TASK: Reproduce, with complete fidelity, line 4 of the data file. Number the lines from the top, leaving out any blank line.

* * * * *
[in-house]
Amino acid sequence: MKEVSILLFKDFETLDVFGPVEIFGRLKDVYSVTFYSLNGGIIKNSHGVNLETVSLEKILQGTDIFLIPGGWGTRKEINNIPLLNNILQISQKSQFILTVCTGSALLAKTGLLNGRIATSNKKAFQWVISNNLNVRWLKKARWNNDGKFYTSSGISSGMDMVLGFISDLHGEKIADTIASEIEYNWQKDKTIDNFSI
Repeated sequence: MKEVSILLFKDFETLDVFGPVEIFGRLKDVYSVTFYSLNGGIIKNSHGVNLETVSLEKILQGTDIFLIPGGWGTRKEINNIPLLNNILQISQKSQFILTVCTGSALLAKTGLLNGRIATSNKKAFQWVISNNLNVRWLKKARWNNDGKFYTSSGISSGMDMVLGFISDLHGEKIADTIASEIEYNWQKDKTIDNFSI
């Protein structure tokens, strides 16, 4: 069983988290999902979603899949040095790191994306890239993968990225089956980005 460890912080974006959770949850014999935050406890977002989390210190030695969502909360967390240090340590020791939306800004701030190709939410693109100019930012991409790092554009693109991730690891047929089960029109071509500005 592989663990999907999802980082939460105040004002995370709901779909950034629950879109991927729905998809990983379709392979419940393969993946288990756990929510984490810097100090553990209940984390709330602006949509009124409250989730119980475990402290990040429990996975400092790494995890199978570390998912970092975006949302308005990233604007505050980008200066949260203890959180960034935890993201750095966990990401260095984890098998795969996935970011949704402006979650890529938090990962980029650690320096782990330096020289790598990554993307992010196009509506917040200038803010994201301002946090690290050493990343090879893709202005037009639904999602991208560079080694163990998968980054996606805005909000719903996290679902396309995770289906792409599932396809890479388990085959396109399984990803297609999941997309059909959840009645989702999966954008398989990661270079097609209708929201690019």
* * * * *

């Protein structure tokens, strides 16, 4: 069983988290999902979603899949040095790191994306890239993968990225089956980005 460890912080974006959770949850014999935050406890977002989390210190030695969502909360967390240090340590020791939306800004701030190709939410693109100019930012991409790092554009693109991730690891047929089960029109071509500005 592989663990999907999802980082939460105040004002995370709901779909950034629950879109991927729905998809990983379709392979419940393969993946288990756990929510984490810097100090553990209940984390709330602006949509009124409250989730119980475990402290990040429990996975400092790494995890199978570390998912970092975006949302308005990233604007505050980008200066949260203890959180960034935890993201750095966990990401260095984890098998795969996935970011949704402006979650890529938090990962980029650690320096782990330096020289790598990554993307992010196009509506917040200038803010994201301002946090690290050493990343090879893709202005037009639904999602991208560079080694163990998968980054996606805005909000719903996290679902396309995770289906792409599932396809890479388990085959396109399984990803297609999941997309059909959840009645989702999966954008398989990661270079097609209708929201690019």